Kantianism is based on Kant’s categorical imperative. For Kantians, there are two questions that we must ask ourselves whenever we decide to act:  (i) Can I rationally will that everyone act as I propose to act?  If the answer is no, then we must not perform the action.  (ii)  Does my action respect the goals of human beings rather than merely using them for my own purposes?  Again, if the answer is no, then we must not perform the action. Kant’s theory is an example of a deontological moral theory which supposes that the rightness or wrongness of actions does not depend on their consequences but on whether they fulfill our duty (Rosen et al., 2015). On the other hand, the principle of utilitarianism suggests that actions are moral when they lead to happiness but wrong if they cause pain or prevent pleasure (Rosen et al., 2015). This paper argues that Kantianism should guide our moral actions since it respects humanity. On the contrary, utilitarianism should not be used since it allows immoral actions for the sake of achieving the greater good.
To start with Kantianism is universal. In other words, it bases morality of actions by considering whether that action is acceptable to all humans. Kant argues that a person is good or bad depending on the motivation of their actions and not on the goodness of the consequences of those actions.  By “motivation” I mean what caused you to do the action (i.e., your reason for doing it).  Kant argues that one can have moral worth (i.e., be a good person) only if one is motivated by morality.  In other words, if a person’s emotions or desires cause them to do something, then that action cannot give them moral worth (Rosen et al., 2015).  This may sound odd, but there is good reason to agree with Kant.
Kantianism and utilitarianism have different ways for determining whether an act we do is right or wrong. According to Kant, we should look at our maxims, or intentions, of the particular action. Kantians believe human life is valuable because humans are the bearers of rational life (Rosen et al., 2015). In other words, humans are free rational beings capable of rational behavior and should not be used purely for the enjoyment or happiness of another.  On the other hand, Utilitarians believe that we should do actions that produce the greatest amount of happiness (Rosen et al., 2015). The problem with this, however, is that it could involve using people as mere means and may lead to the sacrifice of lives for the greater good.
Utiliarians justify punishing an innocent party if it is necessary to bring about a sufficiently important good. Additionally, promises, which are typically binding in our society, can be broken if it produces a greater good (Rosen et al., 2015). This can be applied to any promise, including those made with loved ones. Utilitarianism sometimes involves the sacrifice of an individual’s happiness or life in order to promote the greatest amount of happiness and the least amount of misery.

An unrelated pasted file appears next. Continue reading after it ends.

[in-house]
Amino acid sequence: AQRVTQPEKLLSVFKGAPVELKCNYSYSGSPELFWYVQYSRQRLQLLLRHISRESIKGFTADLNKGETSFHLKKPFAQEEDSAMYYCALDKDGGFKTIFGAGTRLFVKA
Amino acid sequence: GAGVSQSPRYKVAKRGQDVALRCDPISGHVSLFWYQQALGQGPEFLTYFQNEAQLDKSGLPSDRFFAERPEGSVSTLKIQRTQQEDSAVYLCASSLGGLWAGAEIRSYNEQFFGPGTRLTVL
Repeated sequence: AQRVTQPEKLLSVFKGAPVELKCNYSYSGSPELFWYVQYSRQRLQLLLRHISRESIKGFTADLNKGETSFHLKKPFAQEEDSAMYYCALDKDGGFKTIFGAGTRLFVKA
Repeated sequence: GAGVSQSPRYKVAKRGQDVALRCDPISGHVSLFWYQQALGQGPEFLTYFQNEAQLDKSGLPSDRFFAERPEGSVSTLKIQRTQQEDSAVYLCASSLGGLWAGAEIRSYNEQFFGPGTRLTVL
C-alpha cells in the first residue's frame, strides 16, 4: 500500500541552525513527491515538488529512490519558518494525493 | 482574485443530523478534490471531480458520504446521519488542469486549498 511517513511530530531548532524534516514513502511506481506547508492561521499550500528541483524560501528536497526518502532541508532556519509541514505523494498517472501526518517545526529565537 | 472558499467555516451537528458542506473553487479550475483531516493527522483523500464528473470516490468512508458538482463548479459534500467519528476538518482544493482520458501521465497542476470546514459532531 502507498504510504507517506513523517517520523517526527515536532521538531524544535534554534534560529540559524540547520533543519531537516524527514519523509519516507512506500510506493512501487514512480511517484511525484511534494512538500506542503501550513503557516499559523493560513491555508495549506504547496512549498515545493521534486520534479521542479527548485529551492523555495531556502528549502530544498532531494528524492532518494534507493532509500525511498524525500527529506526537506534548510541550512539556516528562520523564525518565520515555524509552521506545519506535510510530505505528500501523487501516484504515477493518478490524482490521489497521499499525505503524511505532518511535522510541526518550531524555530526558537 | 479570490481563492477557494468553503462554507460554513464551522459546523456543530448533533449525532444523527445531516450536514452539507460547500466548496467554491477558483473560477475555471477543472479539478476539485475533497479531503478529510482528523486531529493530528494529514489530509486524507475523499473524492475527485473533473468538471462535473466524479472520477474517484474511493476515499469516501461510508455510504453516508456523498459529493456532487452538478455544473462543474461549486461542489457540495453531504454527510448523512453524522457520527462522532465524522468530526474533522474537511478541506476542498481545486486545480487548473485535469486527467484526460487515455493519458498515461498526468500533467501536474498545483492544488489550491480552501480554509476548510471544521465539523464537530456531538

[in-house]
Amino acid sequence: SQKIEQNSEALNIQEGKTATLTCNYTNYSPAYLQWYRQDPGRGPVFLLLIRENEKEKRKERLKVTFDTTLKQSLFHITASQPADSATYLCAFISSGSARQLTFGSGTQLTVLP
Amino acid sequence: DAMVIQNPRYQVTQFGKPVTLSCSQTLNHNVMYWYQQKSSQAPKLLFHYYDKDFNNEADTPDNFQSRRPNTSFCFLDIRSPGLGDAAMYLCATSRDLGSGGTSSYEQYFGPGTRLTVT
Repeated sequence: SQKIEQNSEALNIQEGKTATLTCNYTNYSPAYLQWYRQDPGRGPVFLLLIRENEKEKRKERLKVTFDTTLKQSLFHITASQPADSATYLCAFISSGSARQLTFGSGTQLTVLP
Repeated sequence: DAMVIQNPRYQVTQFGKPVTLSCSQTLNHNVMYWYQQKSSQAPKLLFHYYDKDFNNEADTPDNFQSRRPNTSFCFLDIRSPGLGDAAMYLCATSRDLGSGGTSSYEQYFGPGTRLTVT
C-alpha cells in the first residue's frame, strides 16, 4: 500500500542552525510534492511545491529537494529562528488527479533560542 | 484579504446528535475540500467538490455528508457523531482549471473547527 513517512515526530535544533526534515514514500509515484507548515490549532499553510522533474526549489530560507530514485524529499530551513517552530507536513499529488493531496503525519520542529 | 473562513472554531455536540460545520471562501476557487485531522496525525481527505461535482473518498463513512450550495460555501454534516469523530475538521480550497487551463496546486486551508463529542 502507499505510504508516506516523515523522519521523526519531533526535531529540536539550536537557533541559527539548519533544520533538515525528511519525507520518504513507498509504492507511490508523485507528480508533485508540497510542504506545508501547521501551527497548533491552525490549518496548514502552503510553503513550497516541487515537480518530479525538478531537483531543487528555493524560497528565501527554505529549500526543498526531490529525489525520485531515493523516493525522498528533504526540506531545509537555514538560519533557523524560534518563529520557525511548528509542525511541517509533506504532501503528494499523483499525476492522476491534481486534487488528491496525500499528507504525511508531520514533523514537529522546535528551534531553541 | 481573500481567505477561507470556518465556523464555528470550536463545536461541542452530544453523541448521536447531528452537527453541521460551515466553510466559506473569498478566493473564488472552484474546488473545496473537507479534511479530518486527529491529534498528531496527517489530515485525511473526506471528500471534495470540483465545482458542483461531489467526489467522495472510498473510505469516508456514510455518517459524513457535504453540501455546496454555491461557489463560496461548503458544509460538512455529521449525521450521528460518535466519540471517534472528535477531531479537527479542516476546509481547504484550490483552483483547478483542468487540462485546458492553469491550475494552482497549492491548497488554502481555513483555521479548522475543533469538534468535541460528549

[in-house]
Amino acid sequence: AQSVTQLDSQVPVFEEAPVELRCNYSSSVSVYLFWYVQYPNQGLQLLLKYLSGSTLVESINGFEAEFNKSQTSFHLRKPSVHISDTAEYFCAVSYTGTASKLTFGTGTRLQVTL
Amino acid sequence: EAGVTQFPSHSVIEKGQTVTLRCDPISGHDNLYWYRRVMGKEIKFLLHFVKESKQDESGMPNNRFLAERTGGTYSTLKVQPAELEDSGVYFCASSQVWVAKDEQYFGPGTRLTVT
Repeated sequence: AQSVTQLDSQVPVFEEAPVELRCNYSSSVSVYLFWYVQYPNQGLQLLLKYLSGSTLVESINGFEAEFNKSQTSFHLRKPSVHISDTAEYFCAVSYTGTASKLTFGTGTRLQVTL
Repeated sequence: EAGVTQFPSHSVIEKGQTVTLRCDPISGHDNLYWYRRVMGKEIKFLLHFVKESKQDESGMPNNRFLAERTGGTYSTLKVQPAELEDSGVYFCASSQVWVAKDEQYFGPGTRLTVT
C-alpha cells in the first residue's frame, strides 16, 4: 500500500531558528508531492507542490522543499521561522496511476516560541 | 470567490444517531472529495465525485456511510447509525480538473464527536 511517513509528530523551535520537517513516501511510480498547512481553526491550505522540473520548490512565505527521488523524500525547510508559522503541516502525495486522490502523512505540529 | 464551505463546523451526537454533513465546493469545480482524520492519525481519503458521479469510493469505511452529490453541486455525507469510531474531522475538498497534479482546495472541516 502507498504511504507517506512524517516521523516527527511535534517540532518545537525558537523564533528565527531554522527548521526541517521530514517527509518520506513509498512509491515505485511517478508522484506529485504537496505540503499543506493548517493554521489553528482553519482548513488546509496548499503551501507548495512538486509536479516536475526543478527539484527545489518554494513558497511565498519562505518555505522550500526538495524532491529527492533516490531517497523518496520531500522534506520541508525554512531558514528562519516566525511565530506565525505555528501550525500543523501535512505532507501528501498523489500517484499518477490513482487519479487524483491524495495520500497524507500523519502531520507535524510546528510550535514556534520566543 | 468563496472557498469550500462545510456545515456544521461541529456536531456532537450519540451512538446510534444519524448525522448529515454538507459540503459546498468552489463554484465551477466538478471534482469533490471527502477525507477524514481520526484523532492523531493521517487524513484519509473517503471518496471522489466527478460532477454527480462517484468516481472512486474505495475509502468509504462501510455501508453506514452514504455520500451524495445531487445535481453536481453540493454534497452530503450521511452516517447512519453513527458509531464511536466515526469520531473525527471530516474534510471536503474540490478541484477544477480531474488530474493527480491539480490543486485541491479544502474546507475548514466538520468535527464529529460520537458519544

What is more, Kantianism does not forbid happiness. One might think Kant is claiming that if one of my intentions is to make myself happy, that my action is not worthy.  This is a mistake.  The consequence of making myself happy is a good consequence, even according to Kant.  Kant clearly thinks that people being happy is a good thing.  There is nothing wrong with doing something with an intended consequence of making yourself happy, that is not selfishness.  You can get moral worth doing things that you enjoy, but the reason you are doing them cannot be that you enjoy them, the reason must be that they are required by duty.  Also, there is a tendency to think that Kant says it is always wrong to do something that just causes your own happiness, like buying an ice cream cone.  This is not the case.  Kant thinks that you ought to do things to make yourself happy as long as you make sure that they are not immoral and that you would refrain from doing them if they were immoral (Rosen et al., 2015).
It is easier to determine an action as morally right in Kantian ethics than in utilitarian ethics. When data is scarce, Kantian theory offers more precision than utilitarianism because one can generally determine if somebody is being used as a mere means, even if the impact on human happiness is ambiguous. Kantians consider only the proposals for an action that occur to them and check that these proposals use no other as mere means (Rosen et al., 2015). Contrastingly, utilitarianism compares all available acts and sees which has the best effects (Rosen et al., 2015). Although utilitarianism has a larger scope than Kantianism, it is a more timely process. The decision-making method of calculating all of the potential costs and benefits of an action is extremely time consuming and leaves little time for promoting happiness, which is the Utilitarian’s goal.
References
Rosen, G., Byrne, A., C. Joshua., Harman, E., & Shiffrin, S. (2015). Groundwork of the metaphysics of morals: The Norton Introduction to Philosophy. pp. 800-812.
Rosen, G., Byrne, A., C. Joshua., Harman, E., & Shiffrin, S. (2015). Utilitarianism: The Norton Introduction to Philosophy. pp. 790-798.